You say tom-ay-toh, I say tom-ah-toh. Some used to say aphrodisiac, while others said poison. Now we say it’s a food essential to pizza, ketchup, BLTs and more. Toddlers live off the stuff, but once upon a time people were afraid to eat it. This is the bizarre story of the tomato, the fruit (yes, it’s a fruit from a botanical standpoint, though legally a vegetable) that sailed across the ocean and onto the table in every burger joint across America.
In South America, where the tomato was native, the Aztecs coined the term "tomatl," which is the origin of what we call it today. Myth says that the Aztecs served tomatoes at their human sacrifices, but that fact is still up for debate. Human flesh with sauce sounds downright awful, anyway.
When the Spanish colonized the Americas in the 16th century, they changed the word to tomate and brought the berry (yes, it is a berry!) back to Europe with them. The Spanish immediately incorporated tomatoes into their cuisine. Meanwhile, Northern Europeans, especially the French, were very paranoid because they knew the tomato was part of the deadly nightshade family, which can be poisonous. In fact, the leaves and roots are toxic in large doses, but the fruit is generally safe (though it does contain a small amount of alkaloid tomatine).
Italians called this new food “pomodoro,” which translates to “golden apple,” which some think is because the first tomatoes in Italy were yellow. Italian herbalist Pietro Mattioli said they were mandrakes, an ancient food thought to be aphrodisiacs. In the Bible, mandrakes were used to make love potions; they were lumped in with eggplants, also nightshades and assumed poisonous, yet tempting, like a forbidden fruit. The French called them love apples (pomme d’amour), which could also be a mis-translation of eggplants -- those were called pomme d’Moors, as they were prized in Arabic cuisine.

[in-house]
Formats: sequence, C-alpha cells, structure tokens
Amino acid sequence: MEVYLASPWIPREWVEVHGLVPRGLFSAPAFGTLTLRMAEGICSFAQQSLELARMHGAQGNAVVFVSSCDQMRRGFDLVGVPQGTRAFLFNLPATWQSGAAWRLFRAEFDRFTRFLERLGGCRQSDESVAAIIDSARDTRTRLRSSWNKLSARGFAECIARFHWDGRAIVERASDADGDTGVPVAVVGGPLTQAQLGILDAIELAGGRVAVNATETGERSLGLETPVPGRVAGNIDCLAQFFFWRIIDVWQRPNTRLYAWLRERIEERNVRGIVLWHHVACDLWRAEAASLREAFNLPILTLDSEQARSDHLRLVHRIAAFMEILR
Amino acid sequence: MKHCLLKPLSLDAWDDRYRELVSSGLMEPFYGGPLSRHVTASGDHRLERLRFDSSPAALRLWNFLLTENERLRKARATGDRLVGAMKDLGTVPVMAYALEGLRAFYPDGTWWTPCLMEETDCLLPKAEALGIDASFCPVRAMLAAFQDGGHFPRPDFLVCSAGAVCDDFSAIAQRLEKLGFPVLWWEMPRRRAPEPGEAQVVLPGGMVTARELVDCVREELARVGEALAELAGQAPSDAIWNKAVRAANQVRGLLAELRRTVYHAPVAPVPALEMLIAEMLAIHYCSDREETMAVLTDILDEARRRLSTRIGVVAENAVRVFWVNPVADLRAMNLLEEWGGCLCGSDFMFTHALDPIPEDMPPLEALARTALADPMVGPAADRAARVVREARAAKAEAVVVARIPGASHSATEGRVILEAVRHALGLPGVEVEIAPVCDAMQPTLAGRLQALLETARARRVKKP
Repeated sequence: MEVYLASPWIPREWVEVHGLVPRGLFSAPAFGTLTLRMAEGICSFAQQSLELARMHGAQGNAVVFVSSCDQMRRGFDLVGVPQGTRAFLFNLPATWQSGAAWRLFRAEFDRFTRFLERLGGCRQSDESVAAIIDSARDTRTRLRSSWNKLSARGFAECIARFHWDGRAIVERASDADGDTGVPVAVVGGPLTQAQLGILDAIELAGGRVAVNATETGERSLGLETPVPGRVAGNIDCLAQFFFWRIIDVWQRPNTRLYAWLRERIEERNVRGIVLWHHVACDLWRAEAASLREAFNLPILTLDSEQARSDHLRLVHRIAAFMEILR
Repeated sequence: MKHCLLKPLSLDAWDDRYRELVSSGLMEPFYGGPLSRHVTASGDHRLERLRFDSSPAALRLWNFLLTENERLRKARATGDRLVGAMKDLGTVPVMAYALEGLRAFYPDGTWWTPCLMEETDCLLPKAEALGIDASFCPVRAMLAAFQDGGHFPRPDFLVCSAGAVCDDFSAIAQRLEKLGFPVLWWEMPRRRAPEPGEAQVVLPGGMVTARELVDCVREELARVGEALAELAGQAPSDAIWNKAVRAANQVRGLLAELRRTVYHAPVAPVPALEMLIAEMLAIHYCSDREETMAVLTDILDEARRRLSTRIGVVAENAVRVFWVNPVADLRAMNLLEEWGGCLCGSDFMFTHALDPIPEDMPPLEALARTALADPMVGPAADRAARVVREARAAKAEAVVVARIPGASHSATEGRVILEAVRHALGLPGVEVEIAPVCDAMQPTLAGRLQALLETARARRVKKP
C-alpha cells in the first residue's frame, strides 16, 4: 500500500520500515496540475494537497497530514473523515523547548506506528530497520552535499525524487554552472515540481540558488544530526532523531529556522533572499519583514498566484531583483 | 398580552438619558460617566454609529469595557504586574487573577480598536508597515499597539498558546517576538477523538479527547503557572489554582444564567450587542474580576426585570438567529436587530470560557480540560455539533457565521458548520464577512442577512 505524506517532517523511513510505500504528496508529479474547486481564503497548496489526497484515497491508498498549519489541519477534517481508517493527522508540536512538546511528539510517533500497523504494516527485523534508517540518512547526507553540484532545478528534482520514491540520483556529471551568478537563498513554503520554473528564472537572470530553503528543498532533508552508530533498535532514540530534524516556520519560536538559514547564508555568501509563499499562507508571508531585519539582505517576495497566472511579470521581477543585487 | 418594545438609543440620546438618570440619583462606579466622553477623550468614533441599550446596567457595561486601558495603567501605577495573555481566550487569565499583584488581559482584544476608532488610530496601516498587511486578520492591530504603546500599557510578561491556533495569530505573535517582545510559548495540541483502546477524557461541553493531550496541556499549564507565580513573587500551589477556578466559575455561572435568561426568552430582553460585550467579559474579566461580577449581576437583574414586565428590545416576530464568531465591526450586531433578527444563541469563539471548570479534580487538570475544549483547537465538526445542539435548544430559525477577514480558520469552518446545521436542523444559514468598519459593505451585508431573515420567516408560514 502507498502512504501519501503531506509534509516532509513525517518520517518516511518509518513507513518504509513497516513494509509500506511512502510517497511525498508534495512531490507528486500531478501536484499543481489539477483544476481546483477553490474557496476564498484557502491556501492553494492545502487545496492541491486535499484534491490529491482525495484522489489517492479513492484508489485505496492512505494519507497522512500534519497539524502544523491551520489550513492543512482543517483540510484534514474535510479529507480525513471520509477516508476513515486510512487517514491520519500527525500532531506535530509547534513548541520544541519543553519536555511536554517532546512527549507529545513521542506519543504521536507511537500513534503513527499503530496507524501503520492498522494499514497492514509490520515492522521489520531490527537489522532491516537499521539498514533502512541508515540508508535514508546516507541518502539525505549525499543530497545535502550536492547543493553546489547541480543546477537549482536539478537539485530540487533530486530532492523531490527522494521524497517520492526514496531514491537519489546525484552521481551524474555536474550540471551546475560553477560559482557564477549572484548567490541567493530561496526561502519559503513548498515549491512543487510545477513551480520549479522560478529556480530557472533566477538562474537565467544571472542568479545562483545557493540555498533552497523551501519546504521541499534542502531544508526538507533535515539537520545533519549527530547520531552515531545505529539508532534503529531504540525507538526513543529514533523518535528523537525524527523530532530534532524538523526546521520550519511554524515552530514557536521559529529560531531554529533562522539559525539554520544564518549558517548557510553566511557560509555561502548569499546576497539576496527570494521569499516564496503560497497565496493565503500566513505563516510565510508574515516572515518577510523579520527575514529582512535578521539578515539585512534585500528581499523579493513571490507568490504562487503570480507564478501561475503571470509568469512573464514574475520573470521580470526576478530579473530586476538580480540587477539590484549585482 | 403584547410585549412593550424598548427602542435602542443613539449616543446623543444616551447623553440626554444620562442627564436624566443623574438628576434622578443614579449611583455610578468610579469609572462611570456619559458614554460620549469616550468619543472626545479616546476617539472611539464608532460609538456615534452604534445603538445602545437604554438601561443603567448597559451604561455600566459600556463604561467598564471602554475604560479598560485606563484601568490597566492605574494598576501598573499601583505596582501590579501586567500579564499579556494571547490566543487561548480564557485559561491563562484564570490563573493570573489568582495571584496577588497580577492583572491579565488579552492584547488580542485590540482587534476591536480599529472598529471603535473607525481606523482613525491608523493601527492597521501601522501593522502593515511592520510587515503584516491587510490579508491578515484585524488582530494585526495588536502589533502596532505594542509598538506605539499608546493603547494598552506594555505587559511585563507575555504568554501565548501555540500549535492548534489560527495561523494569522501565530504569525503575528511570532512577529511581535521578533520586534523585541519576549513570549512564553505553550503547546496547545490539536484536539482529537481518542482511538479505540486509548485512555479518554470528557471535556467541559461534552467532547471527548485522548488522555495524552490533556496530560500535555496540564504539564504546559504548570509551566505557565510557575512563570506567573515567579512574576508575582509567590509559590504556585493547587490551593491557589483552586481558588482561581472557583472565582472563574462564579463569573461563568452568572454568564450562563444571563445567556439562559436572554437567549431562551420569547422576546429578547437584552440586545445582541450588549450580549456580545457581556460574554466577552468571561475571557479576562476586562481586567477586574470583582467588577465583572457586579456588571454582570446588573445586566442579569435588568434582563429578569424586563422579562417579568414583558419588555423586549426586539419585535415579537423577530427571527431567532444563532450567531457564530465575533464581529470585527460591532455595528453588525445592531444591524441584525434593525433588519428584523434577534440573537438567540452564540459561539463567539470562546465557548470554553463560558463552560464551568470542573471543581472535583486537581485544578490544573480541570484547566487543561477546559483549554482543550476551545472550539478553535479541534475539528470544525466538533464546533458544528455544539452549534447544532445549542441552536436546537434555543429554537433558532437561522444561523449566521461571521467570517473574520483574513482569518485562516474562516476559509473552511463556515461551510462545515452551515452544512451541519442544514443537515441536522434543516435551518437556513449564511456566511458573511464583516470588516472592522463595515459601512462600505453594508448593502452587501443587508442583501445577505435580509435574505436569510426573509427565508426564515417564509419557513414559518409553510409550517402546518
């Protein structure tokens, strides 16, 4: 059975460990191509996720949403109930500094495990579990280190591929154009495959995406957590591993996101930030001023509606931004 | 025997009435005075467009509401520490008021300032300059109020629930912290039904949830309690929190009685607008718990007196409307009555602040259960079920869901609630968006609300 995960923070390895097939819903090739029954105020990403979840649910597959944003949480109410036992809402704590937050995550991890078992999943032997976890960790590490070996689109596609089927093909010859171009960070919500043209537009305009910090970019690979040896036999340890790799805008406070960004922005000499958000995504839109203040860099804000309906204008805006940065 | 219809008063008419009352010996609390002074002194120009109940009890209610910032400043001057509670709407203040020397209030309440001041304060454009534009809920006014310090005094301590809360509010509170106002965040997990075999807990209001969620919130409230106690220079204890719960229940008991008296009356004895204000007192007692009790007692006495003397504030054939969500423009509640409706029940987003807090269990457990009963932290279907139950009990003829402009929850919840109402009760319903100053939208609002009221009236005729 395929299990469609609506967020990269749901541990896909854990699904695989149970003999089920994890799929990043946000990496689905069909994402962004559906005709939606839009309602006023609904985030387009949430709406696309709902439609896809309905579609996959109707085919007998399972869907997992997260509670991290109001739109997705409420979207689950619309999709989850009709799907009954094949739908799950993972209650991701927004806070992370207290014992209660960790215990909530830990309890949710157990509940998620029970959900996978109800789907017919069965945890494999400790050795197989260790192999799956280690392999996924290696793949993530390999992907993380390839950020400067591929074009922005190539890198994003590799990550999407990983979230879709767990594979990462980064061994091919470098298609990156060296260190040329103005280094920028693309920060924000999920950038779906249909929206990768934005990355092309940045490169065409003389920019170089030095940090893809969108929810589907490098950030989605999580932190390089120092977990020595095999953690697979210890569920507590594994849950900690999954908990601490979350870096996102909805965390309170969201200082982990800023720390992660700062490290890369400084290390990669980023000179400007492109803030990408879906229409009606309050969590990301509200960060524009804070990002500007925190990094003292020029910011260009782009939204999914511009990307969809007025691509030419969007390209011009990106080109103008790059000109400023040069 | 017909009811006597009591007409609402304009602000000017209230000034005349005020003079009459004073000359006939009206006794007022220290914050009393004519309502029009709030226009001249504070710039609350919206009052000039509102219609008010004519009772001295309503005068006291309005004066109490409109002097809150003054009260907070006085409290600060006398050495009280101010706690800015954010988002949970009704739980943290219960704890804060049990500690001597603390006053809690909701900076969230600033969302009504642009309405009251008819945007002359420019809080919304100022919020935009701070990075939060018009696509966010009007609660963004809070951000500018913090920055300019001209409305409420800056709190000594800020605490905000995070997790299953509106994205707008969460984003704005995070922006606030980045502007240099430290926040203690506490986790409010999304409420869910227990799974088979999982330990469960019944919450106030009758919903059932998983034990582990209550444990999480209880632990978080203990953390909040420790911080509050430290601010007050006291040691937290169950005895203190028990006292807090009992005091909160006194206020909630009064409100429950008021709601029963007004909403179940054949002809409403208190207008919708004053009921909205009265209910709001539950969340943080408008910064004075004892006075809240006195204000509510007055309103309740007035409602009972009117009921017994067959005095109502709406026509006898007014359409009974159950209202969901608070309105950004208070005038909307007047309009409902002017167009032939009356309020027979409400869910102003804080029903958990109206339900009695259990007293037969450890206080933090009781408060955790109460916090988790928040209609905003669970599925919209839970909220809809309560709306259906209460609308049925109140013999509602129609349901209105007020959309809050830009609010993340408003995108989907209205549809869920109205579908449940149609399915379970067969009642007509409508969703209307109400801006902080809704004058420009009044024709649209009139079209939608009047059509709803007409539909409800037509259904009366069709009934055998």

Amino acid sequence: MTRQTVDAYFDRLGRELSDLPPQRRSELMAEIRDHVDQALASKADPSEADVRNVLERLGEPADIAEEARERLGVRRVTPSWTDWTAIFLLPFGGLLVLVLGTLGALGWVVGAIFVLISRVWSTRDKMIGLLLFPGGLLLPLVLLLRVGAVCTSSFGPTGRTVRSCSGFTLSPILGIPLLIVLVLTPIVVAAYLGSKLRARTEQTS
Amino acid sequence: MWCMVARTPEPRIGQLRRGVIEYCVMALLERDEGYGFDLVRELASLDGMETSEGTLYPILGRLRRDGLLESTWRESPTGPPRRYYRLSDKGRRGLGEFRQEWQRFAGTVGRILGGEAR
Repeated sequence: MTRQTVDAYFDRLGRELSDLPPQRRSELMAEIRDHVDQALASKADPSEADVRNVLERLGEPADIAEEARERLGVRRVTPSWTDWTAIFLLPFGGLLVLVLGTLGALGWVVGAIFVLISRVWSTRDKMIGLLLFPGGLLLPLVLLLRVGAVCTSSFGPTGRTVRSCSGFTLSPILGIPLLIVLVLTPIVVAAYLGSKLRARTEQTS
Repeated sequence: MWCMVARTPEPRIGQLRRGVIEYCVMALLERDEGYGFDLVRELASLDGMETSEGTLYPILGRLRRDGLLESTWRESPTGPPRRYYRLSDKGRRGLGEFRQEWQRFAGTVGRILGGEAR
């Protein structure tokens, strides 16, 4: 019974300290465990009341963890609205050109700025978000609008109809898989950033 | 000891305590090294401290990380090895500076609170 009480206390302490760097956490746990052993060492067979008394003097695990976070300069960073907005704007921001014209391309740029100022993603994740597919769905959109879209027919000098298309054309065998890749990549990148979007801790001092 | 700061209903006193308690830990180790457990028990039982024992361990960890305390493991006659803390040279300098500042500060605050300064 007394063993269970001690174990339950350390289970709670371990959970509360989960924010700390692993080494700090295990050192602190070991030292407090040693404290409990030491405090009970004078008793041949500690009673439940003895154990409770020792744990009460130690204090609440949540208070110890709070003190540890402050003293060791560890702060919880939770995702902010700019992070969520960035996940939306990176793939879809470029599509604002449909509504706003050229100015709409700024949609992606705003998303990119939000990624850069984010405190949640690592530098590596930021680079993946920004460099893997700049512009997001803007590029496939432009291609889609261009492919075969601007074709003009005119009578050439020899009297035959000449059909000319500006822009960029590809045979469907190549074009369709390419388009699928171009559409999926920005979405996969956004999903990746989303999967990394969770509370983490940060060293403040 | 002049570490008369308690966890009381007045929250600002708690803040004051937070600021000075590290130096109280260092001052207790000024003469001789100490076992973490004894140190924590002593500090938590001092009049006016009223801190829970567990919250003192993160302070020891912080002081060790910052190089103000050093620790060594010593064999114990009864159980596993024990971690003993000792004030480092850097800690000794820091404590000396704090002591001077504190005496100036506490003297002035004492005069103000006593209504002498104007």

In 17th century Naples, a cookbook was written using Spanish recipes, and tomatoes became accepted into Italian cuisine. In Britain, they weren't widely consumed until the 18th century.
The tomato finally came back to the colonies in the early 1700s, possibly via the Caribbean. Thomas Jefferson, who lived in France for many years, raised them on his farm in Monticello. People were still afraid they were poisonous in the late 1700s, so legend has it that Jefferson walked down the street munching on one, making them a trendy curiosity. He even served them at the President’s House in 1806. Word of how delicious they were slowly spread over the next century.
In 1897, Campbell Soup Company put tomatoes in a canned, condensed soup, and a rainy day staple was born. Thousands of varieties of the tomato plant now exist, and heirloom varieties are especially prized. Tomatoes are not only popular in America, but are a primary ingredient in the cuisines of Italy, Spain, North Africa, the Middle East and even Southeast Asia.
So the next time you dip your fries in ketchup, think of it as a noble act. How very far the tomato had to come to get to your burger; It is a true legend!
TL;DR: Tomatoes are an everyday food for us, but for a time people either thought they were poisonous or a love potion ingredient. Luckily, we figured out the truth and pizza has never been the same.